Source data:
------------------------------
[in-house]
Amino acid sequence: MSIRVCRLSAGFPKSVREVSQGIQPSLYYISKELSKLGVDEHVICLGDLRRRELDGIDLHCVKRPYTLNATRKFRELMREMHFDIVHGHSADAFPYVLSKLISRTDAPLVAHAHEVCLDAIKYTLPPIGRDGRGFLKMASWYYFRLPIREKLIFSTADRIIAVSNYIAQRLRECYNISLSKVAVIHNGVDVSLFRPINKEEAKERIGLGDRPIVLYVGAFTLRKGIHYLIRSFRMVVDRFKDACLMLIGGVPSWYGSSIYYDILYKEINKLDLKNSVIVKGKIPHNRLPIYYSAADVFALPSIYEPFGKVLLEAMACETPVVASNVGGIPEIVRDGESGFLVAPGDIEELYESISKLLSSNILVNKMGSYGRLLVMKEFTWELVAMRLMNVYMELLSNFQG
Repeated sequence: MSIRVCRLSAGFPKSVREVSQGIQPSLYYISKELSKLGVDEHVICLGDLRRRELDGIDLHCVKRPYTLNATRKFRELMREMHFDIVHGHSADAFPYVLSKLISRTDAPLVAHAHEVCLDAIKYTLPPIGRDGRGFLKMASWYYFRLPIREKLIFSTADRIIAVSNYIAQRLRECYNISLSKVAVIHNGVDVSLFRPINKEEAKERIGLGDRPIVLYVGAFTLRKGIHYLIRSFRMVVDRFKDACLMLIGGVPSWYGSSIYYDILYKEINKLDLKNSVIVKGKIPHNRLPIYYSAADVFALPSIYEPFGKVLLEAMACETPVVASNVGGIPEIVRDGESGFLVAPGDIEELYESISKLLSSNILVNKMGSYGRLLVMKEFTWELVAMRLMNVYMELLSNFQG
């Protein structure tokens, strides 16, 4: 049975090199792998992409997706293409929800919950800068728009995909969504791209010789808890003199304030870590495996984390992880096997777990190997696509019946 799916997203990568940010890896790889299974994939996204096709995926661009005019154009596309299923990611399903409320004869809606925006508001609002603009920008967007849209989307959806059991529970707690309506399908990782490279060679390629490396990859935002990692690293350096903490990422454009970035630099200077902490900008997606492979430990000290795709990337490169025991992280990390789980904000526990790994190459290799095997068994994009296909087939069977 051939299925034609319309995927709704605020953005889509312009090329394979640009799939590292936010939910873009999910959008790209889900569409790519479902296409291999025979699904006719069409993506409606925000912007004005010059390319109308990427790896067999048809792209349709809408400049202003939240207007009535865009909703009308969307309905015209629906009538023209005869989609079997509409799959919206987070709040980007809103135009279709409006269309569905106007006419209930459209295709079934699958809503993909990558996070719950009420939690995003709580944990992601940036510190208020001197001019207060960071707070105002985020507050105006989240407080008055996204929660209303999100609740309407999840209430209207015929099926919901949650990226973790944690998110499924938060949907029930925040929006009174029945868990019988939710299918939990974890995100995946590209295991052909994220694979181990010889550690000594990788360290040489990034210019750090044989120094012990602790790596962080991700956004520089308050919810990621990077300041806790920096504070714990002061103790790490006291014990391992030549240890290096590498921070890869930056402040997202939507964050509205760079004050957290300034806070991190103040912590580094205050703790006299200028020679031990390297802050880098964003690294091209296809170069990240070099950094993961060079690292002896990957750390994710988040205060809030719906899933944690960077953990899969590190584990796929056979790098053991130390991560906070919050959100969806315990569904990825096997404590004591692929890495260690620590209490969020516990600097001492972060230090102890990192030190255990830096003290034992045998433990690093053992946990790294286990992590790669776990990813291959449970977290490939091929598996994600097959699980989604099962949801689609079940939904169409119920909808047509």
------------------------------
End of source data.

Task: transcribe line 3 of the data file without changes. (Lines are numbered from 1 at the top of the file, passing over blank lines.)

Repeated sequence: MSIRVCRLSAGFPKSVREVSQGIQPSLYYISKELSKLGVDEHVICLGDLRRRELDGIDLHCVKRPYTLNATRKFRELMREMHFDIVHGHSADAFPYVLSKLISRTDAPLVAHAHEVCLDAIKYTLPPIGRDGRGFLKMASWYYFRLPIREKLIFSTADRIIAVSNYIAQRLRECYNISLSKVAVIHNGVDVSLFRPINKEEAKERIGLGDRPIVLYVGAFTLRKGIHYLIRSFRMVVDRFKDACLMLIGGVPSWYGSSIYYDILYKEINKLDLKNSVIVKGKIPHNRLPIYYSAADVFALPSIYEPFGKVLLEAMACETPVVASNVGGIPEIVRDGESGFLVAPGDIEELYESISKLLSSNILVNKMGSYGRLLVMKEFTWELVAMRLMNVYMELLSNFQG